Curriculum Guideline

Empirical Basis of Behavioural Techniques

Effective Date:
Course
Discontinued
No
Course Code
DACS 5122
Descriptive
Empirical Basis of Behavioural Techniques
Department
Disability & Community Studies
Faculty
Applied Community Studies
Credits
3.00
Start Date
End Term
Not Specified
PLAR
No
Semester Length
Flexible delivery ranging over 10 to 15 weeks
Max Class Size
35
Contact Hours
60 hours
Method Of Instruction
Lecture
Online
Hybrid
Methods Of Instruction
  • Lecture
  • Case studies
  • Audio-visual presentations
  • Data collection
  • Self-directed online learning
Course Description
This upper level undergraduate course builds upon the science of applied behaviour analysis (ABA). Concepts include ABA definitions and characteristics, behavioural assessments, intervention strategies and outcomes, behaviour change procedures and systems support. All topics will be addressed within the context of current best practices and contemporary professional ethics.
Course Content

The following global ideas guide the design and delivery of this course:

 

  • The application of ABA is grounded in the empirical sciences.
  • Assessment, including direct, indirect, and experimental methods, precede clinical applications.
  • Contemporary best-practice behaviour analysis is predicated on:
    • Peer-reviewed, evidenced-based research
    • Interventions that are thoroughly individualized via detailed assessment processes
    • A contextual “Goodness of Fit” with families, schools and other clients
    • Contemporary professional ethics
  • Behaviour analysts rely on direct observation in which trained observers personally see and immediately record behaviour.
  • Behaviour analysts determine the reliability and social validity of their data.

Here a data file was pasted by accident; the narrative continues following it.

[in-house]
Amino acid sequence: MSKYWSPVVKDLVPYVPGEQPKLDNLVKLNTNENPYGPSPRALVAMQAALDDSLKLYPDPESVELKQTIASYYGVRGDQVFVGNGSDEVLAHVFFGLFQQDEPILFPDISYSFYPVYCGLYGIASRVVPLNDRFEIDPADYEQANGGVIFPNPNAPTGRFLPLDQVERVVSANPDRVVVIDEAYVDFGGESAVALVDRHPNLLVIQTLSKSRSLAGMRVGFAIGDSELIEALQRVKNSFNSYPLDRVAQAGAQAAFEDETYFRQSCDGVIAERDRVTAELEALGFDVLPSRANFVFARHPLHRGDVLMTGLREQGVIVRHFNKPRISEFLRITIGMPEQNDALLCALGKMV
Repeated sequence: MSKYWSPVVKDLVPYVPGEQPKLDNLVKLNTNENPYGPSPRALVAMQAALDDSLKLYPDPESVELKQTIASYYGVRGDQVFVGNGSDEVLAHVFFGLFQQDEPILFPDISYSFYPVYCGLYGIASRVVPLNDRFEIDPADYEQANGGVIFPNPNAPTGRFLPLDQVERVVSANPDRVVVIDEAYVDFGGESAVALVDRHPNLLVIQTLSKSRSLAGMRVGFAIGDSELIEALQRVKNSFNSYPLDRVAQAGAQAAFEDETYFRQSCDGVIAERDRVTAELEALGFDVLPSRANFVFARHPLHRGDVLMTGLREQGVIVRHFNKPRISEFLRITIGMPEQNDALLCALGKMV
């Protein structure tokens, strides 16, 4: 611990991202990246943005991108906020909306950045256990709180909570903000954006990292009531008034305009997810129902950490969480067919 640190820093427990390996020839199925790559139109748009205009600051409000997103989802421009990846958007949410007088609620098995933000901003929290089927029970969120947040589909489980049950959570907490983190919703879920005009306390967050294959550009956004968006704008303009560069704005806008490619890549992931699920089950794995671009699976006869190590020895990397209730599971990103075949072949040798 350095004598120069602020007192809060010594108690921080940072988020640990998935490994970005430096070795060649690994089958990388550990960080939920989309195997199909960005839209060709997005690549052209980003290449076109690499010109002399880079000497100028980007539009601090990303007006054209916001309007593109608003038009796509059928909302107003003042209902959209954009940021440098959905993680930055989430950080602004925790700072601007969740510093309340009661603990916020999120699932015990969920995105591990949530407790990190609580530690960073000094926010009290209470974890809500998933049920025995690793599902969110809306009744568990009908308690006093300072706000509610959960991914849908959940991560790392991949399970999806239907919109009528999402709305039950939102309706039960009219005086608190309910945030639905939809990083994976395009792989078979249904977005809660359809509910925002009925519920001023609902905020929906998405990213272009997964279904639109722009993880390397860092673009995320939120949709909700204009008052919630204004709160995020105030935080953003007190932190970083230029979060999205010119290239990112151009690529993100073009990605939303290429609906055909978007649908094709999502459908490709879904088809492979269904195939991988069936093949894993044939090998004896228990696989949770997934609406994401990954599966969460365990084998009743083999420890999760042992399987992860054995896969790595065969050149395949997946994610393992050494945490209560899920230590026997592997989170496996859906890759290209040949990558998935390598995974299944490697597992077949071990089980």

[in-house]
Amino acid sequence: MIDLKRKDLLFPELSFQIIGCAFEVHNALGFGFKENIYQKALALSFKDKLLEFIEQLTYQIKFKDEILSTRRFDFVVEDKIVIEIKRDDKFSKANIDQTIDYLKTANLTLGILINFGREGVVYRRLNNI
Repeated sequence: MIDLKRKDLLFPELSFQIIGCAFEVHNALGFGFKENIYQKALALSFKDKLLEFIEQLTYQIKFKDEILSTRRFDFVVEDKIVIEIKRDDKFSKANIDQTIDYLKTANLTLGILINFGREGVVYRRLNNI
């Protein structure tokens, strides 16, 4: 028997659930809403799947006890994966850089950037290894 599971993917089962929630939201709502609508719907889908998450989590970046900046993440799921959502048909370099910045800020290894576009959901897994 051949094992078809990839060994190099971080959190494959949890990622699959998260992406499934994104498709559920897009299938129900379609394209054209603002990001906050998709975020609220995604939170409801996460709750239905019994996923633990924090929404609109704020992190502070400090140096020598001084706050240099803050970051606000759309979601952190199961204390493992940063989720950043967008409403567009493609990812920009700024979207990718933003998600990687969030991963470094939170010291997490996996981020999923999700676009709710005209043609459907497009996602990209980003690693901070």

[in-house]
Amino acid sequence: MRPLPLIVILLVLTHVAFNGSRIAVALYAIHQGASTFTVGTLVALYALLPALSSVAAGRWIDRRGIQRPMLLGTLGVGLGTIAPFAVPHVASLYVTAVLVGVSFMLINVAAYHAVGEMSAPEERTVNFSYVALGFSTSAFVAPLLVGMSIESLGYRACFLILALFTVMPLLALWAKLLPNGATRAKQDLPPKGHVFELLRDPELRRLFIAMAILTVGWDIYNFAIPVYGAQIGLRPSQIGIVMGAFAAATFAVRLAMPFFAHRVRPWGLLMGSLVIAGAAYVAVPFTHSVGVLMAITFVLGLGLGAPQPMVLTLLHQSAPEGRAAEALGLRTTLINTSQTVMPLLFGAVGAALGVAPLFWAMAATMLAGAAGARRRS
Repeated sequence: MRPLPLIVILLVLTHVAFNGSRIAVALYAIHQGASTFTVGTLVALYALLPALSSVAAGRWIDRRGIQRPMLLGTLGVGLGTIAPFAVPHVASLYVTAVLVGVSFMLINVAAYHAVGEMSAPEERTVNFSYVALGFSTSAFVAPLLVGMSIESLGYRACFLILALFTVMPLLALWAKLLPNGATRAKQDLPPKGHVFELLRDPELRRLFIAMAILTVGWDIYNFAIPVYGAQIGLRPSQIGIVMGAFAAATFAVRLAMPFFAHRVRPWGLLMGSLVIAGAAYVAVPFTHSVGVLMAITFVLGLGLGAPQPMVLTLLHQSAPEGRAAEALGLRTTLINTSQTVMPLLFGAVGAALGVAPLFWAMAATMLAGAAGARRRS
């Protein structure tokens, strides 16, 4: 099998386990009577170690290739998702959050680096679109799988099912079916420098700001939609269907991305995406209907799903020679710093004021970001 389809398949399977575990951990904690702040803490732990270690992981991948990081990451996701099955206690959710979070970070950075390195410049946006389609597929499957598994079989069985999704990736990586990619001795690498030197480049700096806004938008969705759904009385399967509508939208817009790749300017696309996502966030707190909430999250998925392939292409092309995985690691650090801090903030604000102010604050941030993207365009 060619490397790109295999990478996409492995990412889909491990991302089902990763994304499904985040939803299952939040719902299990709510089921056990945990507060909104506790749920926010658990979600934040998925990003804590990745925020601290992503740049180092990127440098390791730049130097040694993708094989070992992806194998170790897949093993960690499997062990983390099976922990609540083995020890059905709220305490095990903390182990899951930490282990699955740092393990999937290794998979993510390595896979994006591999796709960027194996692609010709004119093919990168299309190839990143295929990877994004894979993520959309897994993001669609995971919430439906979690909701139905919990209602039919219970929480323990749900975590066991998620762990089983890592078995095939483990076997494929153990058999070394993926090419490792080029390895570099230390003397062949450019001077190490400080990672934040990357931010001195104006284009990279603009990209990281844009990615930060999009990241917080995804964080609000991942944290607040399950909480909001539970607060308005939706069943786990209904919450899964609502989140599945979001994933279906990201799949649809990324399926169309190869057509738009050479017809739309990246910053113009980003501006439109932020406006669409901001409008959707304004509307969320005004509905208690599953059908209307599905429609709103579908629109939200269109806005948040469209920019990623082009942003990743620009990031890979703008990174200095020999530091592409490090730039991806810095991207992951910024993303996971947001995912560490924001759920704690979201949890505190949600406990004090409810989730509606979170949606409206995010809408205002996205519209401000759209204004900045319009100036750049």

• Applied behaviour analysis is the most evidenced supported clinical methodology for individuals with disabilities.
Learning Outcomes

Upon successful completion of this course, the student will be able to:

Select behavioural strategies grounded in best practices and informed by

  • Valid single-subject experimental designs
  • Data collection methods
  • Contemporary professional ethics

Conduct functional assessments using indirect, direct, and experimental procedures.

Measure behaviour:

  • Select clincially relevant dimensions of behaviour
  • Collect quantitative data and plot using equal-interval line graphs

Develop individualized interventions using reinforcement and extinction procedures

  • Implement preference assessment procedures using direct, indirect, and experimental methods
  • Modify schedules of reinforcement and provide appropriate uses
  • Define, differentiate, and select clincially appropriate applications of differential reinforcement
  • Craft individualized shaping, modeling, and chaining programs

Articulate situations in which punishment may be an ethically appropriate, best-practice, and clinically warranted procedure:

  • Define and provide evidence-based and ethically-derived examples of positive and negative punishment
  • Appraise the pros and cons of punishment
Means of Assessment

This course will conform to Douglas College policy regarding the number and weighting of evaluations. Typical means of evaluation would include a combination of:

  • Weekly quizzes
  • Mid term and final test
  • Fluency tests
  • Literature reviews
  • Class presentation
Textbook Materials

 Textbooks and Materials to be Purchased by Students:

  • Cooper, J. O., Heron, T. E., & Heward, W. L. (2007). Applied Behavior Analysis (2nd ed.). Upper Saddle River, NJ: Pearson/Prentice Hall.
  • Course pack of assigned journal readings.
Prerequisites
Corequisites
Which Prerequisite